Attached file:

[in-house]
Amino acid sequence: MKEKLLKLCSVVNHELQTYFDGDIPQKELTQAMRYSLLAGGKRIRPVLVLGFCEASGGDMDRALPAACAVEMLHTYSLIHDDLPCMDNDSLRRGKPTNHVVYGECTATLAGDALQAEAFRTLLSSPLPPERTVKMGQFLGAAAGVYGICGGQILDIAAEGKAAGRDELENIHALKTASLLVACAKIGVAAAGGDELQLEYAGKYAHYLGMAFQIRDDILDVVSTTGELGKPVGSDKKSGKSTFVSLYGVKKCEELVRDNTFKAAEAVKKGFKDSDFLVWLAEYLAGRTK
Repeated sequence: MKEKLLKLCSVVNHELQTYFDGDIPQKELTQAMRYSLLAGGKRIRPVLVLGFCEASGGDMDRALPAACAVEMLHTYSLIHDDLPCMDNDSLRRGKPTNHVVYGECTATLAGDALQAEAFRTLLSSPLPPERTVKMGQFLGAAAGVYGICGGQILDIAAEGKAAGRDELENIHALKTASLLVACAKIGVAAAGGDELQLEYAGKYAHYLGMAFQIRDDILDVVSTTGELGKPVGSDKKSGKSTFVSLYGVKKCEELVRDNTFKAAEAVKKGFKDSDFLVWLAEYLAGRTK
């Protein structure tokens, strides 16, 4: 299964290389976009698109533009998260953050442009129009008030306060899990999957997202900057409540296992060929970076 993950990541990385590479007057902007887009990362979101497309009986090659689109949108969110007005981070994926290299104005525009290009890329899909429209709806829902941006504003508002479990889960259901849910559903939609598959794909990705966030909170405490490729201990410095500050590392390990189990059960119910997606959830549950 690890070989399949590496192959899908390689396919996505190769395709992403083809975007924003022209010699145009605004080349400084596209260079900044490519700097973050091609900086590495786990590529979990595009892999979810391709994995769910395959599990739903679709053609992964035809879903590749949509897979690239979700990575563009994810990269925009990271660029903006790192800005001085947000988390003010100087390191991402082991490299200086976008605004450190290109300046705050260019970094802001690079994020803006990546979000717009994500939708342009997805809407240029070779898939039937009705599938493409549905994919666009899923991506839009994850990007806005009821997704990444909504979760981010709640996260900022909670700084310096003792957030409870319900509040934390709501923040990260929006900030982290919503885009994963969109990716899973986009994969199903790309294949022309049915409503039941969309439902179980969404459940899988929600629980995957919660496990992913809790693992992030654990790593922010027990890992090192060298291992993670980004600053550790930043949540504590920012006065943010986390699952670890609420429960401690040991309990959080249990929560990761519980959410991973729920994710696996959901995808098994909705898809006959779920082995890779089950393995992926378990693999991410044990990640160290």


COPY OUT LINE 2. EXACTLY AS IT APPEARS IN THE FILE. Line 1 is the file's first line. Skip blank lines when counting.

Amino acid sequence: MKEKLLKLCSVVNHELQTYFDGDIPQKELTQAMRYSLLAGGKRIRPVLVLGFCEASGGDMDRALPAACAVEMLHTYSLIHDDLPCMDNDSLRRGKPTNHVVYGECTATLAGDALQAEAFRTLLSSPLPPERTVKMGQFLGAAAGVYGICGGQILDIAAEGKAAGRDELENIHALKTASLLVACAKIGVAAAGGDELQLEYAGKYAHYLGMAFQIRDDILDVVSTTGELGKPVGSDKKSGKSTFVSLYGVKKCEELVRDNTFKAAEAVKKGFKDSDFLVWLAEYLAGRTK